"These precautions were taken out of an abundance of caution and are animal health precautions only; the risk of a human or other mammal contracting avian influenza is considered very low," the zoo said in a release.
The virus is spread through birds' droppings and nasal discharge. According to research, small birds crammed inside zoo displays or buildings have been proven to spread the virus, and mice can even track it inside. It may be spread through infected equipment, clothing, footwear and cars transporting supplies.
Because the illness is highly infectious, officials order the entire flock to be killed when bird flu cases are discovered in poultry. But, according to the United States Department of Agriculture, zoos may be able to avoid this by isolating diseased birds and maybe euthanizing a small number of them.
The zoo said several weeks ago their Animal Care Team moved bird species known to be the most at risk indoors. Those birds include the peafowl, crested guineafowl, crested wood partridges, golden pheasants and white-faced whistling ducks.
Other measures the zoo said they took included covering some bird habitats so they would have less contact with wild birds.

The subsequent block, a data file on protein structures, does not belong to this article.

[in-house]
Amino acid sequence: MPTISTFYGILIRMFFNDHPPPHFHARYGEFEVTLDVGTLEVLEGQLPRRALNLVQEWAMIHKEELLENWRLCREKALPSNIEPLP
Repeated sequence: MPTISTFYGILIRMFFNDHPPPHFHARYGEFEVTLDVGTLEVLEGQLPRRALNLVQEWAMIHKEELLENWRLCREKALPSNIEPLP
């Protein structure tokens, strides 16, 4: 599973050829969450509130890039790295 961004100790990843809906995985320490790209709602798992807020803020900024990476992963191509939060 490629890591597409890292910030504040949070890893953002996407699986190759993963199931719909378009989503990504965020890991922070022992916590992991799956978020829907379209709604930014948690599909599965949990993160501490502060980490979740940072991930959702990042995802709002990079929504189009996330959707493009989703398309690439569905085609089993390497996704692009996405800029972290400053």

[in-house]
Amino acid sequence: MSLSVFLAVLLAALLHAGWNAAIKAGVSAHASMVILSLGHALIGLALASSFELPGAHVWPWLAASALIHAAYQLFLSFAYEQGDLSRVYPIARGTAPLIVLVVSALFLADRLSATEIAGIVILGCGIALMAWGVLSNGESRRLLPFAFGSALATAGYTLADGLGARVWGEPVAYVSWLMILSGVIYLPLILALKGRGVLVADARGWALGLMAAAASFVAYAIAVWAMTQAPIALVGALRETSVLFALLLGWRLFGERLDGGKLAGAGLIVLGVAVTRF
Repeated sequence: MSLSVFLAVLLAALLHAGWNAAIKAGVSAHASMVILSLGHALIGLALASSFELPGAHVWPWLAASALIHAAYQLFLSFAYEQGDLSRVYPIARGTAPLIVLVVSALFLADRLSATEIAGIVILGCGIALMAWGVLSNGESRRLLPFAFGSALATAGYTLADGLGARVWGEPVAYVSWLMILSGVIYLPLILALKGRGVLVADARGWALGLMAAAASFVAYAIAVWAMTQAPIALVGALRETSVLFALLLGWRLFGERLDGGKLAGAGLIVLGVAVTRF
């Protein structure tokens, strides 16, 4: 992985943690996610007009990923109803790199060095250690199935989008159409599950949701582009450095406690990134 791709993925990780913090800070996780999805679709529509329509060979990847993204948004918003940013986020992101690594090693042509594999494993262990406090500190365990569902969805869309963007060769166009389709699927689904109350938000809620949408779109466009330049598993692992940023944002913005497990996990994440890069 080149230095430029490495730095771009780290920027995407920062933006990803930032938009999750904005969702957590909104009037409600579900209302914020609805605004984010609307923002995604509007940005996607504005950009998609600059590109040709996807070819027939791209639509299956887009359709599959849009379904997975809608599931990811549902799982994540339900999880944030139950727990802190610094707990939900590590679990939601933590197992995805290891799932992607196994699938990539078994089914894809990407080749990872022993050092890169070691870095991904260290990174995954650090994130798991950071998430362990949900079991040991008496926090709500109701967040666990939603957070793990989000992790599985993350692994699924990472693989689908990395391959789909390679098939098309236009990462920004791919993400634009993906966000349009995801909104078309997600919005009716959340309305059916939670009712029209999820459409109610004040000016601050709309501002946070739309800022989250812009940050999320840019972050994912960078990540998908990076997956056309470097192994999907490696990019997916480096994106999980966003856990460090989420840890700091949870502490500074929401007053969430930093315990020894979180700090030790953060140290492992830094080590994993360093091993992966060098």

"Zoo Atlanta continues close daily monitoring and assessment of the situation," the release said.
Their senior director of animal health receives daily updates on bird surveillance in the region, the zoo said, and is also in regular contact with the USDA.
To minimize the spread of the virus, about 23 million chickens and turkeys have been killed across the U.S., and Zoo Atlanta is trying to ensure that their birds won't share the same fate. It would be especially painful for zoos to put down any of their rare or threatened animals, officials said.
The Centers for Disease Control and Prevention is also tracking the virus infections in humans. People can check to see if the virus has been detected in their area by clicking here.